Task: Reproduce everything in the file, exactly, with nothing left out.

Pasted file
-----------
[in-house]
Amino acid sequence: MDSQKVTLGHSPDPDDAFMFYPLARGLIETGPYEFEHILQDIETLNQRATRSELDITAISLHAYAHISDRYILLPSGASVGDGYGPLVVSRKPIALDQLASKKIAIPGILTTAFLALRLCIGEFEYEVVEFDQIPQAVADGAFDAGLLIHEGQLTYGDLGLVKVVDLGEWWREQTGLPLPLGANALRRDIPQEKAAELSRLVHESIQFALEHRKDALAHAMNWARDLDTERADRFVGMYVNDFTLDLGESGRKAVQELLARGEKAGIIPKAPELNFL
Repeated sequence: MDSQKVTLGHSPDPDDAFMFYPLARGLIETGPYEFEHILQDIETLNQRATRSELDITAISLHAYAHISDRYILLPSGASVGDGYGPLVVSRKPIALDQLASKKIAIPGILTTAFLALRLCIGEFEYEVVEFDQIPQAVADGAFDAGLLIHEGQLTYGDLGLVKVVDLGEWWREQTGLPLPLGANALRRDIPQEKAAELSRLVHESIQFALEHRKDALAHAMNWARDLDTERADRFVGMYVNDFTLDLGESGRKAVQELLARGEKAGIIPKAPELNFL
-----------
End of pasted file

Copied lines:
[in-house]
Amino acid sequence: MDSQKVTLGHSPDPDDAFMFYPLARGLIETGPYEFEHILQDIETLNQRATRSELDITAISLHAYAHISDRYILLPSGASVGDGYGPLVVSRKPIALDQLASKKIAIPGILTTAFLALRLCIGEFEYEVVEFDQIPQAVADGAFDAGLLIHEGQLTYGDLGLVKVVDLGEWWREQTGLPLPLGANALRRDIPQEKAAELSRLVHESIQFALEHRKDALAHAMNWARDLDTERADRFVGMYVNDFTLDLGESGRKAVQELLARGEKAGIIPKAPELNFL
Repeated sequence: MDSQKVTLGHSPDPDDAFMFYPLARGLIETGPYEFEHILQDIETLNQRATRSELDITAISLHAYAHISDRYILLPSGASVGDGYGPLVVSRKPIALDQLASKKIAIPGILTTAFLALRLCIGEFEYEVVEFDQIPQAVADGAFDAGLLIHEGQLTYGDLGLVKVVDLGEWWREQTGLPLPLGANALRRDIPQEKAAELSRLVHESIQFALEHRKDALAHAMNWARDLDTERADRFVGMYVNDFTLDLGESGRKAVQELLARGEKAGIIPKAPELNFL